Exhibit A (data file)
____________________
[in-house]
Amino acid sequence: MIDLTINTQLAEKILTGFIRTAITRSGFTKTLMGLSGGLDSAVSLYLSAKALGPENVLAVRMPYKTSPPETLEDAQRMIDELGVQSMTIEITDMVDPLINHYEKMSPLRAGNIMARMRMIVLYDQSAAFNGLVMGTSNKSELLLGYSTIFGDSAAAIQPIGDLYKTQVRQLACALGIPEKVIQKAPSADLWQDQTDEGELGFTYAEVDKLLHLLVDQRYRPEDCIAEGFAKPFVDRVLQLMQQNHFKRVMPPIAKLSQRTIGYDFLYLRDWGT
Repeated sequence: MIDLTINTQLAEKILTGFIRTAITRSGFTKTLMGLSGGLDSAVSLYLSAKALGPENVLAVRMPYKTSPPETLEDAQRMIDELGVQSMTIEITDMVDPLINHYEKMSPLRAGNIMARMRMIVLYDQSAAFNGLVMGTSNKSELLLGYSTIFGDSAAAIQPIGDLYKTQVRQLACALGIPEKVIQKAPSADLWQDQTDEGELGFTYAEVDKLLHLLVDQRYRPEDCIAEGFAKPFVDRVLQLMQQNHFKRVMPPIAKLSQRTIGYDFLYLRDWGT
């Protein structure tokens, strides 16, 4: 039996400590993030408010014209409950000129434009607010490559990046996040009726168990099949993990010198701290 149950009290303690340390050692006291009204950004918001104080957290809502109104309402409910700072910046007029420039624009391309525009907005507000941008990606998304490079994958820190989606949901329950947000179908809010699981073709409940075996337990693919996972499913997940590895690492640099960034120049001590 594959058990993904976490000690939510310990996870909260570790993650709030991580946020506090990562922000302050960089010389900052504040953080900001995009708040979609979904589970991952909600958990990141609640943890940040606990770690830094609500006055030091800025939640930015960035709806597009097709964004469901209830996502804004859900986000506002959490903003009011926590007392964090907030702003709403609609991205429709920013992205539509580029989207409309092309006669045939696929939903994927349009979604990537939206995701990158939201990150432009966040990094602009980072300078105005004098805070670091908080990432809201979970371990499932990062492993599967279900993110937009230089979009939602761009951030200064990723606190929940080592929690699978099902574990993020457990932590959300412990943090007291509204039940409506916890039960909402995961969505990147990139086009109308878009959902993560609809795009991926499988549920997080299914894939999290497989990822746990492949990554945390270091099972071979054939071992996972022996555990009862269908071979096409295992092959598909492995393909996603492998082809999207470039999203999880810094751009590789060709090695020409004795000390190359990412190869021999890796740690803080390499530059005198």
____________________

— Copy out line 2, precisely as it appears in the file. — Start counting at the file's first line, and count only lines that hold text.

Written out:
Amino acid sequence: MIDLTINTQLAEKILTGFIRTAITRSGFTKTLMGLSGGLDSAVSLYLSAKALGPENVLAVRMPYKTSPPETLEDAQRMIDELGVQSMTIEITDMVDPLINHYEKMSPLRAGNIMARMRMIVLYDQSAAFNGLVMGTSNKSELLLGYSTIFGDSAAAIQPIGDLYKTQVRQLACALGIPEKVIQKAPSADLWQDQTDEGELGFTYAEVDKLLHLLVDQRYRPEDCIAEGFAKPFVDRVLQLMQQNHFKRVMPPIAKLSQRTIGYDFLYLRDWGT